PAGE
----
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How Technological Advances Could Transform Psychiatry

September 16, 2019

Digital Tools Already Enhancing Patient Care and Increasing Access

Physician, entrepreneur, and innovator Arshya Vahabzadeh, MD, understands the power neurotechnology can have in the lives of patients. Dr. Vahabzadeh serves as chief medical officer of the neurotechnology company Brain Power, and he has seen the difference smart glasses equipped with artificial intelligence and augmented reality can make in enhancing the social skills of children and adults with autism and attention-deficit/ hyperactivity disorder (ADHD).

In addition, Dr. Vahabzadeh is director of addiction services at Cynergi Health, a part-time correctional psychiatrist and telepsychiatrist, and innovation officer at Massachusetts General Hospital Academy. He is trained in family medicine, general psychiatry, and child and adolescent psychiatry. Based in Boston, Massachusetts, and San Francisco, California, Dr. Vahabzadeh has received more than 20 national and international awards in health care, innovation, and business. The technology expert recently shared some thoughts on the future of psychiatry, which he will expand upon during his upcoming featured session at Psych Congress.

Q: You predict a convergence of technology and science will transform patient care in the coming years. What do you anticipate mental health practice to look like 10 years from now?

A: Human mental health professionals and researchers will continue to be a central part of health care, but they will be augmented by a range of technologies that will help them better understand patients and more thoroughly collect and analyze data.

We are already seeing the heightened expectations of consumers regarding how quickly and easily they can obtain a medical or health care service. This change has been partly fueled by the dramatic rise in affordable, on-demand services, helping us obtain transport, same-day deliveries, and personalized cuisine at the touch of a button. I hope we will be able to address many of the data privacy concerns that have arisen over the last couple of years. However, we will likely continue playing catch-up to rapidly advancing technologies and companies when it comes to data protection and privacy laws.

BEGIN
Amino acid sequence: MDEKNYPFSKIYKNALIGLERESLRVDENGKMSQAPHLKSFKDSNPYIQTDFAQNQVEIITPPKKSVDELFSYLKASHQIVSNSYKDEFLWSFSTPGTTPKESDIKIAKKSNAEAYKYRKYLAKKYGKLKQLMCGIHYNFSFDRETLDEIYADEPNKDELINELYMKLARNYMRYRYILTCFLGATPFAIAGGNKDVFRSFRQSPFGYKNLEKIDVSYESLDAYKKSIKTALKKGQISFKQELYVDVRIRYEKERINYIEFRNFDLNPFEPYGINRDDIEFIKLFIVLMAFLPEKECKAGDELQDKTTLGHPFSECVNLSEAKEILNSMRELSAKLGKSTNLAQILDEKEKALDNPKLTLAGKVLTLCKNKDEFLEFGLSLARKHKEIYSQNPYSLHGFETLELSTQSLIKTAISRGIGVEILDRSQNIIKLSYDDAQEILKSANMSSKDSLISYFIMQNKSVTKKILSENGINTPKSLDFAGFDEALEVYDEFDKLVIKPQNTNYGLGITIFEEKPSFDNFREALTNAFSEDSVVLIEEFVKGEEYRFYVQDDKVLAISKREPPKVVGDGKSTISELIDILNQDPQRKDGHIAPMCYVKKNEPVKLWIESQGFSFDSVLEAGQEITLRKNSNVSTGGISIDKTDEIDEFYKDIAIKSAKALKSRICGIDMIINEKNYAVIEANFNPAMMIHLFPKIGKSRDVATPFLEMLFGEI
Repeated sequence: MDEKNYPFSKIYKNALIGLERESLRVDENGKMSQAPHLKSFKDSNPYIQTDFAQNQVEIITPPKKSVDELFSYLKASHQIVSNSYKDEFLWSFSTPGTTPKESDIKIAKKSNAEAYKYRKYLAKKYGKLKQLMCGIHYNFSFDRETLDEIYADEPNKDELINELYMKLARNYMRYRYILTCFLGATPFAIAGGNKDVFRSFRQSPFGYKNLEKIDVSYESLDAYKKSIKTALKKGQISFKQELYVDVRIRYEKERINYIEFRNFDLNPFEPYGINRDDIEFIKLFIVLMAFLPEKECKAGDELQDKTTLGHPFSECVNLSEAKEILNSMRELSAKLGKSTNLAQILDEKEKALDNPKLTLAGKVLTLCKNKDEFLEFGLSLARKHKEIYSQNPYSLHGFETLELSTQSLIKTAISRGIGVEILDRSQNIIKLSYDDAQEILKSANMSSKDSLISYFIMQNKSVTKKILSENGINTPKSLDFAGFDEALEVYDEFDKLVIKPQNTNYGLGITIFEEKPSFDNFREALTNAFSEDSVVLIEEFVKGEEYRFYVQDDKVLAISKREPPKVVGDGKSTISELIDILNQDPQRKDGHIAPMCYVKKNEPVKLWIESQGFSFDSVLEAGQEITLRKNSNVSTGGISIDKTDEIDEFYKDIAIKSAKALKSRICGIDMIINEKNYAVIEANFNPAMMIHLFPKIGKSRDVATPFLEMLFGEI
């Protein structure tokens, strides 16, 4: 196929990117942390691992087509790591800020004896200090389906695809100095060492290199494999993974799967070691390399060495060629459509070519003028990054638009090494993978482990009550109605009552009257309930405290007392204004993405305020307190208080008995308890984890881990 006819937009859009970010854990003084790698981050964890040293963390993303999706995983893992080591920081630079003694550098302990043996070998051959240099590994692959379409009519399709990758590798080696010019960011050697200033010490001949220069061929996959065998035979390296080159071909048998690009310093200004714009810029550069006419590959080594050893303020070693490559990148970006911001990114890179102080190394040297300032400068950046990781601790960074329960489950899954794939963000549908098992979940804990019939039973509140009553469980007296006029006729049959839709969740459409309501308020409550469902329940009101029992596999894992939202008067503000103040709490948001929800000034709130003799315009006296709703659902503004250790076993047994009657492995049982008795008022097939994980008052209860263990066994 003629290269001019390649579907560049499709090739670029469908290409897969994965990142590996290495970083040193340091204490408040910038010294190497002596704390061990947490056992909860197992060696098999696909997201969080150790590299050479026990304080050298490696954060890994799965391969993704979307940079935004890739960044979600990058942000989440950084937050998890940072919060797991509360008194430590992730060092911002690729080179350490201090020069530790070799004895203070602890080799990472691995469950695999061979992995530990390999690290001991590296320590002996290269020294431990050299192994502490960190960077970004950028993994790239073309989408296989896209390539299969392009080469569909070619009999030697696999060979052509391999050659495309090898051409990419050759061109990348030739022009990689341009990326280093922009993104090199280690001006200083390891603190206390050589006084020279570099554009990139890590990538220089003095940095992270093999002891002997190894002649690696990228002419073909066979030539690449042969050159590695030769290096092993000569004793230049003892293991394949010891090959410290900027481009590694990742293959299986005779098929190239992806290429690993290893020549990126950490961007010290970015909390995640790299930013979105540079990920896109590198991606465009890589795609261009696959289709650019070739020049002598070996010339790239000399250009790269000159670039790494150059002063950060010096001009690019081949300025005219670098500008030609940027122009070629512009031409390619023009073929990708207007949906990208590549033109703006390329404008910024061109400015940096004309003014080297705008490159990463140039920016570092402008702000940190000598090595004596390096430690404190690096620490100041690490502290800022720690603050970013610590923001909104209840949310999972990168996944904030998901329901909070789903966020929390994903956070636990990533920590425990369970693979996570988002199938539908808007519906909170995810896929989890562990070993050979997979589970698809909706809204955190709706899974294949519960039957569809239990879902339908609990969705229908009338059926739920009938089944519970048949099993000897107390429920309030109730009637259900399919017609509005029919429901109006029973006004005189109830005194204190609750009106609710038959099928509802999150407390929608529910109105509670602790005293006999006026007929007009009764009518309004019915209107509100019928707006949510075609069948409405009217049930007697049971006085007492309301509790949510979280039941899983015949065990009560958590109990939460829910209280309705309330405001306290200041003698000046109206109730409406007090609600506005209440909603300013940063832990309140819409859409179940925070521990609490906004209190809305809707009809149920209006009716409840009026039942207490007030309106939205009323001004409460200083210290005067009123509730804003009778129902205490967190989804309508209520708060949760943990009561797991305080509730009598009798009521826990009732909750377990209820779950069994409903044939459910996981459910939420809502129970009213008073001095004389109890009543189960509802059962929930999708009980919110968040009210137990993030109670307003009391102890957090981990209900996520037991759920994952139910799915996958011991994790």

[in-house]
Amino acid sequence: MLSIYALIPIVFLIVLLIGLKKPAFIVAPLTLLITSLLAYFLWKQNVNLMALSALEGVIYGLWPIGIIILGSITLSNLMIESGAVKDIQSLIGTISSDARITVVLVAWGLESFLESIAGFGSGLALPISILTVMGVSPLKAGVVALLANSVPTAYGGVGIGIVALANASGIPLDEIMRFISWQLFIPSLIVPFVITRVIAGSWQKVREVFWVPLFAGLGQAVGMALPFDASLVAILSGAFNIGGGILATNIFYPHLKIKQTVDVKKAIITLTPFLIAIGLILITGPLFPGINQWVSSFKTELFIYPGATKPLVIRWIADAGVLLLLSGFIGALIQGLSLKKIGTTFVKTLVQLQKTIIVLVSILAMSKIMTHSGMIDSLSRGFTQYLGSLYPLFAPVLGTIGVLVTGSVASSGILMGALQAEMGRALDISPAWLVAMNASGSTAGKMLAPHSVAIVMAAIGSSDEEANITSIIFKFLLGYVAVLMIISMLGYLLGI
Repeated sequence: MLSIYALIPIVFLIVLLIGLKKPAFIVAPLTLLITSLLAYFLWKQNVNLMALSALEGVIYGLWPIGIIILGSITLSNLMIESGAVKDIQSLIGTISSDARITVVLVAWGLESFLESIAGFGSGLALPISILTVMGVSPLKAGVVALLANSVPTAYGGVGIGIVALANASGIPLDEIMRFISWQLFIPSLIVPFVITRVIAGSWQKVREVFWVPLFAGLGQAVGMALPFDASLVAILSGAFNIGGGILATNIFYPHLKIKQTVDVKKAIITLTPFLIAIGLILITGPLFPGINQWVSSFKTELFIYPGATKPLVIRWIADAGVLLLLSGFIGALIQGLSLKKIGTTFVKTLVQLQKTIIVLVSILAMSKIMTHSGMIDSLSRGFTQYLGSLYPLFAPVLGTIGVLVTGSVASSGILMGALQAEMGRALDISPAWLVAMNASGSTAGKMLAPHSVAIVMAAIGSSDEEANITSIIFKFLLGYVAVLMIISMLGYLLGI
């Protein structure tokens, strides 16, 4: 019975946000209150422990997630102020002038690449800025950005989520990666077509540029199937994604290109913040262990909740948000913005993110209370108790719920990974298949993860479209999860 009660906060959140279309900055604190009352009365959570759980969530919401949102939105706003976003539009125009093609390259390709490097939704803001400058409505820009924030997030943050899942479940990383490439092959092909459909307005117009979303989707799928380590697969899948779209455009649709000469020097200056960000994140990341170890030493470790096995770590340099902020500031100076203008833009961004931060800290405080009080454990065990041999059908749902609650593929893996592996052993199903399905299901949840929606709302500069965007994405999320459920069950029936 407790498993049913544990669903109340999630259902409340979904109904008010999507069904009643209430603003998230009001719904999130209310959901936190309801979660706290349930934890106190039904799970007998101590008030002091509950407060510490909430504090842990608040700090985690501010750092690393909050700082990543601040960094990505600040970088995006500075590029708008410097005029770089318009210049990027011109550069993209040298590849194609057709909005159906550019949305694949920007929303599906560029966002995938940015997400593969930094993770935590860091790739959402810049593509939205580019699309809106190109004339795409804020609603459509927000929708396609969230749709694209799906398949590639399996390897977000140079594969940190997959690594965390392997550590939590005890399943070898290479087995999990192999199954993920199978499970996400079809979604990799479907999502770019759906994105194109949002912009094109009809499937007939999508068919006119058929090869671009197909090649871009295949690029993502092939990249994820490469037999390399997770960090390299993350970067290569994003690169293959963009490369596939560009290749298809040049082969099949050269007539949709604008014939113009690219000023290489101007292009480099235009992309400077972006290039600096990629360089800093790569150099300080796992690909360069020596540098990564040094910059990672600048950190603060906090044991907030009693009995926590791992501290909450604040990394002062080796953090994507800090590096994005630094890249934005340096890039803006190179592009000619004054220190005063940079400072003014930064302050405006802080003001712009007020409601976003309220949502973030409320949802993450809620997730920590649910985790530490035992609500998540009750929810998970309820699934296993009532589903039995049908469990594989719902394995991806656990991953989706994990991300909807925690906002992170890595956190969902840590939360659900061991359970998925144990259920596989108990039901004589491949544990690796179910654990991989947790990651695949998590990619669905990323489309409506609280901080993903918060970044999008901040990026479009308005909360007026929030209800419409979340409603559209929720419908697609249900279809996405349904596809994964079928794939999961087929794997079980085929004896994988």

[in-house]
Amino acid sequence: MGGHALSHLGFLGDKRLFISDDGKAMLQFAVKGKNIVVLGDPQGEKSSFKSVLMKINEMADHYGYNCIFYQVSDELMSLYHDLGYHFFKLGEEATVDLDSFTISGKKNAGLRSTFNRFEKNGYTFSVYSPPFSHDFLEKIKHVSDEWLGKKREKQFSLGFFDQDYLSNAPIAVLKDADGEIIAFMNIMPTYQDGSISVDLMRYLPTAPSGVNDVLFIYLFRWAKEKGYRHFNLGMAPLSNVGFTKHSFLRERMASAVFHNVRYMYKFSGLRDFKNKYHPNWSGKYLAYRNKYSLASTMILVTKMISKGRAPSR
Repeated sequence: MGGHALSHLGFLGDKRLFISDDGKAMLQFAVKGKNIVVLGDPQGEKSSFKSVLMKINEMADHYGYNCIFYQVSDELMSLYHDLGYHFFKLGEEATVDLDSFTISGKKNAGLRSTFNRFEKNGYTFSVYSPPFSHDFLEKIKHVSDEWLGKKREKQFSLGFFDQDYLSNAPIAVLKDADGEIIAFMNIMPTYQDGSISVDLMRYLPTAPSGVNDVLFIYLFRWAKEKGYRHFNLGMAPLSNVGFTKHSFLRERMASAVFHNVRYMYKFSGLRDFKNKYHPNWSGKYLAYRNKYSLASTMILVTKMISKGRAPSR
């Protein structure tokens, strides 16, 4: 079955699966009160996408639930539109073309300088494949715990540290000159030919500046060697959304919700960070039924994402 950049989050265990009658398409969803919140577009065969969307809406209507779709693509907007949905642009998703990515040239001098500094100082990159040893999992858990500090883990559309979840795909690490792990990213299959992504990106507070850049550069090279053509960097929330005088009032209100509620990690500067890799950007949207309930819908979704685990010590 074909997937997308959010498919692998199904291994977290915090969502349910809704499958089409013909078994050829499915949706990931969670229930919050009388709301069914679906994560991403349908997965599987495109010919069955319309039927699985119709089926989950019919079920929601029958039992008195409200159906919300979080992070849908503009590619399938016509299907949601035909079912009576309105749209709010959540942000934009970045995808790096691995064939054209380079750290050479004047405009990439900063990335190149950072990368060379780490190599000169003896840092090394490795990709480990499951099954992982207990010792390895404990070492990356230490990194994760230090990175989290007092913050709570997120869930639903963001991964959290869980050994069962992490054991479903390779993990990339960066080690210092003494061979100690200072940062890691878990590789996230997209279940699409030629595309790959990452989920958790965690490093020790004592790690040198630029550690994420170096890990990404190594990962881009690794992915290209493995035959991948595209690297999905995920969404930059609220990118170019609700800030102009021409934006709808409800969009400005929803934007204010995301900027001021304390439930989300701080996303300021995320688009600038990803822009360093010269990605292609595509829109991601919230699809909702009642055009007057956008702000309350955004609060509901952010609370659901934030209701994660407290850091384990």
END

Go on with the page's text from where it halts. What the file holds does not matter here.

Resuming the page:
Also Coming at Psych CongressMDMA Moving Closer to Therapeutic Use

One area of substantial change will be our home and work environments. They will be increasingly enhanced with a wider array of connected devices that will continuously monitor aspects of our lives, including emotions, social interactions, movements, and speech/language. The captured information will then be analyzed using a variety of secure, cloud-based processes. Through a range of visual, audio, and other perceptual inputs, we will be given individualized recommendations that will help us reduce stress, recognize mental health issues, or even suggest an intervention, such as meditation.

Therapy will still be an important part of mental health delivery, and access will be considerably improved using a combination of digital therapists and augmented human clinicians. Triage chatbots will have matured in their use to assess for risk and determine urgency/severity of presentations, while therapeutic chatbots will be able to provide ongoing treatment and assessment in a range of modalities, such as digital cognitive behavioral therapy.

We will also see growth in molecular interventions, partly fueled by improved drug discovery using artificial intelligence and through increased recognition of the value of specific foods, supplements, hallucinogens like psilocybin, and medications that work through the endocannabinoid system. Medication will be supplemented with prescriptive digital software that will improve adherence, monitor for symptom change, and, in some cases, work synergistically with the medication to improve patient symptoms. These pieces of software may run on a variety of wearable (handheld/optic/bodyworn) or remote technologies.Treatment and medication selection algorithms will use pharmacogenomics, sensor data, functional/structural neuroimaging markers, and neurophysiologic findings, such as electroencephalogram (EEG) potentials. In individuals who have serious mental illness, gene editing may even allow us to target specific neurons/ receptors through the use of chemogenetics. Neuromodulation will continue to advance, providing for both personal products and clinic-based therapy.

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